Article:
Over the years, numerous scholars, historians, lawyers, and judges have debunked the “Christian nation” myth. Yet it persists. Does it have any basis in American history? Why is the myth so powerful? What psychological need does it fill?

I’m not a lawyer, and my research in this area has been influenced and informed by scholars who have done much more in- depth work. The problem with some of this material, great as it is,is that it tends to be—how shall I say this politely?—’dense.’ If I were a lawyer (the kind found on television dramas, not a real one), I would present the case against the Christian nation myth in a handful of easily digestible informational nuggets. Swallow them, and you’ll be armed for your next confrontation with Cousin Lloyd who sends money to Pat Robertson.

There are essentially five arguments that refute the Christian nation myth. I’m going to outline them here and then take a look at the history of the myth. From there, we’ll briefly examine the myth’s enduring legacy and how it still affects politics and public policy today.

1. The Text of the Constitution Does Not Say the United States Is a Christian Nation

If a Christian nation had been the intent of the founders, they would have put that in the Constitution, front and center. Yet the text of the Constitution contains no references to God, Jesus Christ, or Christianity. That document does not state that our country is an officially Christian nation.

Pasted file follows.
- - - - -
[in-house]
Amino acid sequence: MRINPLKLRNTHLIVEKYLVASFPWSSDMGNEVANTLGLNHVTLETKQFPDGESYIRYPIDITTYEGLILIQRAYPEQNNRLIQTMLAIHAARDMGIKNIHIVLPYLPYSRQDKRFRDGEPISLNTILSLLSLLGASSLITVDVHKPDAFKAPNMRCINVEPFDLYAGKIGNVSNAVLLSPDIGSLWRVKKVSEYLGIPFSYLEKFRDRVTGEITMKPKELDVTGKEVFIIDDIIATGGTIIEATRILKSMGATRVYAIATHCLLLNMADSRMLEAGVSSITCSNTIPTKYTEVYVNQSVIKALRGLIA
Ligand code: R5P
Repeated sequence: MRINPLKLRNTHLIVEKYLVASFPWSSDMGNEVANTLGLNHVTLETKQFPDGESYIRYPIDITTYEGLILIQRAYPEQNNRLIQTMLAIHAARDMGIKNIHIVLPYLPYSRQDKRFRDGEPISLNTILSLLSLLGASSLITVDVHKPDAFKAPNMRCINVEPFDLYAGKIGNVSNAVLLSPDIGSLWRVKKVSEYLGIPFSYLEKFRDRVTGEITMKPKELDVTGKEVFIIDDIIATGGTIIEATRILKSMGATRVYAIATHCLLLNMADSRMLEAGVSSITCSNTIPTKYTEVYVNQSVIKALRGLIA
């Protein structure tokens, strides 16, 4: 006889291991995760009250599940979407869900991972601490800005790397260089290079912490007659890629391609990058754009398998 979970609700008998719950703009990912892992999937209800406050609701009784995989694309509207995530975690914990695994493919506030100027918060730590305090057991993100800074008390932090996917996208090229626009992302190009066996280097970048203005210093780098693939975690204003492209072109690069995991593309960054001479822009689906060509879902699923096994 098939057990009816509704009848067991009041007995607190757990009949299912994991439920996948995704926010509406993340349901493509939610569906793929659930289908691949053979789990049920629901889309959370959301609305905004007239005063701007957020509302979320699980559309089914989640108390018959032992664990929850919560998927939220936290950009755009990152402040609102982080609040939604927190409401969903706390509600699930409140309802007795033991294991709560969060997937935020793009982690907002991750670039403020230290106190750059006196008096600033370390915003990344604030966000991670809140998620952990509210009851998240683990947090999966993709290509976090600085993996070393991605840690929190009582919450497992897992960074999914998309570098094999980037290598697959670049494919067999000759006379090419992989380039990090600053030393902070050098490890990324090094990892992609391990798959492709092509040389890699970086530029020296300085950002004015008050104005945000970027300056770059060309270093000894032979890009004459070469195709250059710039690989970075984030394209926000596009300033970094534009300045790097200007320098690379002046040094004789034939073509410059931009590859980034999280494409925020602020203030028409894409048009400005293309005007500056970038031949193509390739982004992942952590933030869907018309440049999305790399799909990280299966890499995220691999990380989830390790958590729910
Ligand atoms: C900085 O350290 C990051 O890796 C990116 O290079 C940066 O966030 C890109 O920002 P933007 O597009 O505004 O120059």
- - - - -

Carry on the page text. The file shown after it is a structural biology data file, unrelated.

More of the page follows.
Not only does the Constitution not give recognition or acknowledgment to Christianity, but it also includes Article VI, which bans “religious tests” for public office. Guaranteeing non-Christians the right to hold federal office seems antipodal to an officially Christian nation. The language found in Article VI sparked some controversy, and a minority faction that favored limiting public office to Christians (or at least to believers) protested. Luther Martin, a Maryland delegate, later reported that some felt it “would be at least decent to hold out some distinction between the professors of Christianity and downright infidelity or paganism.” But, as Martin noted, the article’s language was approved “by a great majority … without much debate.” The Christian nation argument just wasn’t persuasive.

In addition, the First Amendment bars all laws “respecting an establishment of religion” and protects “the free exercise thereof.” Nothing here indicates that the latter provision applies only to Christian faiths.Finding no support for their ideas in the body of the Constitution, Christian-nation advocates are left to point to other documents, including the Declaration of Independence. This also fails. The Declaration’s reference to “the Creator” is plainly deistic. More obscure documents such as the Northwest Ordinance or personal writings by various framers are interesting historically but do not rise to the level of governance documents. When it comes to determining the manner of the U.S. government, only the Constitution matters. The Constitution does not declare that the United States is a Christian nation. This fact alone is fatal to the cause of Christian nation advocates.

2. The Founders’ Political Beliefs Would Not Have Led Them to Support the Christian-Nation Idea